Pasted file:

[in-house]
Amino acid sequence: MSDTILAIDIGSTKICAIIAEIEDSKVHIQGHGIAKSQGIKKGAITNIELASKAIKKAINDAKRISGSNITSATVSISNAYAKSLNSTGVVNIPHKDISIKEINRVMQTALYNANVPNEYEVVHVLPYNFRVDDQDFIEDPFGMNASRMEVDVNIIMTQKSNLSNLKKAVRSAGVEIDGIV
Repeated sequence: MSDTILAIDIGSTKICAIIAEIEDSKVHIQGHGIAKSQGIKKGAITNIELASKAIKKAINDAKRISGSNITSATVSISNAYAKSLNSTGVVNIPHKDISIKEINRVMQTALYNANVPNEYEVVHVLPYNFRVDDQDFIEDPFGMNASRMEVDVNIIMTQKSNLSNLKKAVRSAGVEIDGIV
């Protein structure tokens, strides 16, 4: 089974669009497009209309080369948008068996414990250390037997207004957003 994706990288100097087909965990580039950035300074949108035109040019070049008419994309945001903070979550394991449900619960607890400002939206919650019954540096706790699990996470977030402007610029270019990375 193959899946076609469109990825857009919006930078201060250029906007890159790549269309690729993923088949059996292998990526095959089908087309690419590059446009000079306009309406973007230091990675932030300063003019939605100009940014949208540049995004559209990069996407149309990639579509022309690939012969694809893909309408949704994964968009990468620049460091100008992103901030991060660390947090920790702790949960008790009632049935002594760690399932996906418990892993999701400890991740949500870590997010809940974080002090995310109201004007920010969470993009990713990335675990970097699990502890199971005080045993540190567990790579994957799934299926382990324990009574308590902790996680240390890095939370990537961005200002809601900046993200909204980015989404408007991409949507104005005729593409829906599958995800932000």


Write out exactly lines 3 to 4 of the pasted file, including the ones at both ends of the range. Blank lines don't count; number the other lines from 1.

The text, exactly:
Repeated sequence: MSDTILAIDIGSTKICAIIAEIEDSKVHIQGHGIAKSQGIKKGAITNIELASKAIKKAINDAKRISGSNITSATVSISNAYAKSLNSTGVVNIPHKDISIKEINRVMQTALYNANVPNEYEVVHVLPYNFRVDDQDFIEDPFGMNASRMEVDVNIIMTQKSNLSNLKKAVRSAGVEIDGIV
């Protein structure tokens, strides 16, 4: 089974669009497009209309080369948008068996414990250390037997207004957003 994706990288100097087909965990580039950035300074949108035109040019070049008419994309945001903070979550394991449900619960607890400002939206919650019954540096706790699990996470977030402007610029270019990375 193959899946076609469109990825857009919006930078201060250029906007890159790549269309690729993923088949059996292998990526095959089908087309690419590059446009000079306009309406973007230091990675932030300063003019939605100009940014949208540049995004559209990069996407149309990639579509022309690939012969694809893909309408949704994964968009990468620049460091100008992103901030991060660390947090920790702790949960008790009632049935002594760690399932996906418990892993999701400890991740949500870590997010809940974080002090995310109201004007920010969470993009990713990335675990970097699990502890199971005080045993540190567990790579994957799934299926382990324990009574308590902790996680240390890095939370990537961005200002809601900046993200909204980015989404408007991409949507104005005729593409829906599958995800932000």